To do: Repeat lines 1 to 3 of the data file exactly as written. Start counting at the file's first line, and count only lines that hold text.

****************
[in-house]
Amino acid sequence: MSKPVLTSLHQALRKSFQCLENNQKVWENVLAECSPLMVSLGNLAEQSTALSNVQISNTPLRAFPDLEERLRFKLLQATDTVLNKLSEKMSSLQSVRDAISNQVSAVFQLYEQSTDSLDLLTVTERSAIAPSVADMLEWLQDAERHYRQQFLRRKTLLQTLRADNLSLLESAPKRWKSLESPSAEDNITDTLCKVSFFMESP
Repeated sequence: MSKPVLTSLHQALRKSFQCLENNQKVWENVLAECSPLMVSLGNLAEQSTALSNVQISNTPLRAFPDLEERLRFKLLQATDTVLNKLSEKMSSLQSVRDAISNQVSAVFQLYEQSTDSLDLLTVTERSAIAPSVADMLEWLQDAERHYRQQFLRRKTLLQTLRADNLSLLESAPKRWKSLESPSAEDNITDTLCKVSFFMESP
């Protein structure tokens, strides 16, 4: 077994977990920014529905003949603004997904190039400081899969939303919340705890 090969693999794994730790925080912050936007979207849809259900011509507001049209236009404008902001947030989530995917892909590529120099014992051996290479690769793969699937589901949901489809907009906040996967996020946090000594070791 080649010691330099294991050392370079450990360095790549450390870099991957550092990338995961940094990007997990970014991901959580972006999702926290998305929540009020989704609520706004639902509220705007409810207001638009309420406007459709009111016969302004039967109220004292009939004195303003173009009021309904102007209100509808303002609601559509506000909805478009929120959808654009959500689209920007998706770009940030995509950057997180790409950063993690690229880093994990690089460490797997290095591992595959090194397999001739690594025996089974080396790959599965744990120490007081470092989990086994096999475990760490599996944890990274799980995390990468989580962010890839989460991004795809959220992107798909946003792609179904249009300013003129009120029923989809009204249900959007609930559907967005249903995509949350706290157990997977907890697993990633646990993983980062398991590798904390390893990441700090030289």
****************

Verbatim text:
[in-house]
Amino acid sequence: MSKPVLTSLHQALRKSFQCLENNQKVWENVLAECSPLMVSLGNLAEQSTALSNVQISNTPLRAFPDLEERLRFKLLQATDTVLNKLSEKMSSLQSVRDAISNQVSAVFQLYEQSTDSLDLLTVTERSAIAPSVADMLEWLQDAERHYRQQFLRRKTLLQTLRADNLSLLESAPKRWKSLESPSAEDNITDTLCKVSFFMESP
Repeated sequence: MSKPVLTSLHQALRKSFQCLENNQKVWENVLAECSPLMVSLGNLAEQSTALSNVQISNTPLRAFPDLEERLRFKLLQATDTVLNKLSEKMSSLQSVRDAISNQVSAVFQLYEQSTDSLDLLTVTERSAIAPSVADMLEWLQDAERHYRQQFLRRKTLLQTLRADNLSLLESAPKRWKSLESPSAEDNITDTLCKVSFFMESP